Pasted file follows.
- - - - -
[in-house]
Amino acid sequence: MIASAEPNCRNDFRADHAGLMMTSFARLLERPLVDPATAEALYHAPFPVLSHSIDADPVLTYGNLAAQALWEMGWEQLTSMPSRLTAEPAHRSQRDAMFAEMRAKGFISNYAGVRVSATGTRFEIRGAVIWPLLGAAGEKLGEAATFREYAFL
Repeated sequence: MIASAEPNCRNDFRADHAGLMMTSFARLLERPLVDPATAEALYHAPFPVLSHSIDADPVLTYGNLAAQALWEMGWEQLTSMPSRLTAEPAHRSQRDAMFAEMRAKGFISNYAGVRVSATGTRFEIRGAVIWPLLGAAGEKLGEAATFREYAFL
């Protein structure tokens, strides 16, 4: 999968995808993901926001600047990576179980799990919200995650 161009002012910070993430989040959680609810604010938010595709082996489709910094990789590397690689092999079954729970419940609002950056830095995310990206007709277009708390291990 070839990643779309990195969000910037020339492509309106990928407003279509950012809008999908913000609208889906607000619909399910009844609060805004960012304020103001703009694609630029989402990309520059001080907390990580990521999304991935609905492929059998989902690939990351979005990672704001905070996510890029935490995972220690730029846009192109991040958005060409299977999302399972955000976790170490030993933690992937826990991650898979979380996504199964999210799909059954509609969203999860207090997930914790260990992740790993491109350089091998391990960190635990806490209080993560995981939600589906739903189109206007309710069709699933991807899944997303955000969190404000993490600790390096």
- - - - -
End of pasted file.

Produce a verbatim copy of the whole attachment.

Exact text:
[in-house]
Amino acid sequence: MIASAEPNCRNDFRADHAGLMMTSFARLLERPLVDPATAEALYHAPFPVLSHSIDADPVLTYGNLAAQALWEMGWEQLTSMPSRLTAEPAHRSQRDAMFAEMRAKGFISNYAGVRVSATGTRFEIRGAVIWPLLGAAGEKLGEAATFREYAFL
Repeated sequence: MIASAEPNCRNDFRADHAGLMMTSFARLLERPLVDPATAEALYHAPFPVLSHSIDADPVLTYGNLAAQALWEMGWEQLTSMPSRLTAEPAHRSQRDAMFAEMRAKGFISNYAGVRVSATGTRFEIRGAVIWPLLGAAGEKLGEAATFREYAFL
């Protein structure tokens, strides 16, 4: 999968995808993901926001600047990576179980799990919200995650 161009002012910070993430989040959680609810604010938010595709082996489709910094990789590397690689092999079954729970419940609002950056830095995310990206007709277009708390291990 070839990643779309990195969000910037020339492509309106990928407003279509950012809008999908913000609208889906607000619909399910009844609060805004960012304020103001703009694609630029989402990309520059001080907390990580990521999304991935609905492929059998989902690939990351979005990672704001905070996510890029935490995972220690730029846009192109991040958005060409299977999302399972955000976790170490030993933690992937826990991650898979979380996504199964999210799909059954509609969203999860207090997930914790260990992740790993491109350089091998391990960190635990806490209080993560995981939600589906739903189109206007309710069709699933991807899944997303955000969190404000993490600790390096």